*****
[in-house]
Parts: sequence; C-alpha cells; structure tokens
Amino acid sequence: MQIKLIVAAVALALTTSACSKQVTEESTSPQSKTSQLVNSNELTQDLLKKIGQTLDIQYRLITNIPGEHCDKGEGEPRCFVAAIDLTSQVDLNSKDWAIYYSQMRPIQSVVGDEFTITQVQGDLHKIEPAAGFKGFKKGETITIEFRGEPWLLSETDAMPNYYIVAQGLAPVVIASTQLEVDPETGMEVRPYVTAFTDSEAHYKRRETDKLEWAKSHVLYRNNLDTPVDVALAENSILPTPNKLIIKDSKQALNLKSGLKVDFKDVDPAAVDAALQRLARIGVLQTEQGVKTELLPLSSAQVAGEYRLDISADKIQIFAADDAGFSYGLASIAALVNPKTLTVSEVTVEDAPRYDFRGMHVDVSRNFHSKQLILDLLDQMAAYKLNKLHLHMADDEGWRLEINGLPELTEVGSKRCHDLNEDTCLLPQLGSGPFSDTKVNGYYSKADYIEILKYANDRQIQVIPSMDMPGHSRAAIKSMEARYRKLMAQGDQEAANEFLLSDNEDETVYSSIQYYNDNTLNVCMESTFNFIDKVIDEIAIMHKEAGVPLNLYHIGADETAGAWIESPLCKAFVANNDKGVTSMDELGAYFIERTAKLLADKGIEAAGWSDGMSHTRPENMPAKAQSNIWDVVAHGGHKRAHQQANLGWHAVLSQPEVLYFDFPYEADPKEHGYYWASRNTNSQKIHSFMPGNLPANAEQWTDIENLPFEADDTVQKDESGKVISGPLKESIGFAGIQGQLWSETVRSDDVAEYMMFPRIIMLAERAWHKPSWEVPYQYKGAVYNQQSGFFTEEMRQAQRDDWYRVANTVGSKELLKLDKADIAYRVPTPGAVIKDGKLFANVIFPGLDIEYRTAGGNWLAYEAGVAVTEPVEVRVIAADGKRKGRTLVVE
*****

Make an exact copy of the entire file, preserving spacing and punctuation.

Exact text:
[in-house]
Parts: sequence; C-alpha cells; structure tokens
Amino acid sequence: MQIKLIVAAVALALTTSACSKQVTEESTSPQSKTSQLVNSNELTQDLLKKIGQTLDIQYRLITNIPGEHCDKGEGEPRCFVAAIDLTSQVDLNSKDWAIYYSQMRPIQSVVGDEFTITQVQGDLHKIEPAAGFKGFKKGETITIEFRGEPWLLSETDAMPNYYIVAQGLAPVVIASTQLEVDPETGMEVRPYVTAFTDSEAHYKRRETDKLEWAKSHVLYRNNLDTPVDVALAENSILPTPNKLIIKDSKQALNLKSGLKVDFKDVDPAAVDAALQRLARIGVLQTEQGVKTELLPLSSAQVAGEYRLDISADKIQIFAADDAGFSYGLASIAALVNPKTLTVSEVTVEDAPRYDFRGMHVDVSRNFHSKQLILDLLDQMAAYKLNKLHLHMADDEGWRLEINGLPELTEVGSKRCHDLNEDTCLLPQLGSGPFSDTKVNGYYSKADYIEILKYANDRQIQVIPSMDMPGHSRAAIKSMEARYRKLMAQGDQEAANEFLLSDNEDETVYSSIQYYNDNTLNVCMESTFNFIDKVIDEIAIMHKEAGVPLNLYHIGADETAGAWIESPLCKAFVANNDKGVTSMDELGAYFIERTAKLLADKGIEAAGWSDGMSHTRPENMPAKAQSNIWDVVAHGGHKRAHQQANLGWHAVLSQPEVLYFDFPYEADPKEHGYYWASRNTNSQKIHSFMPGNLPANAEQWTDIENLPFEADDTVQKDESGKVISGPLKESIGFAGIQGQLWSETVRSDDVAEYMMFPRIIMLAERAWHKPSWEVPYQYKGAVYNQQSGFFTEEMRQAQRDDWYRVANTVGSKELLKLDKADIAYRVPTPGAVIKDGKLFANVIFPGLDIEYRTAGGNWLAYEAGVAVTEPVEVRVIAADGKRKGRTLVVE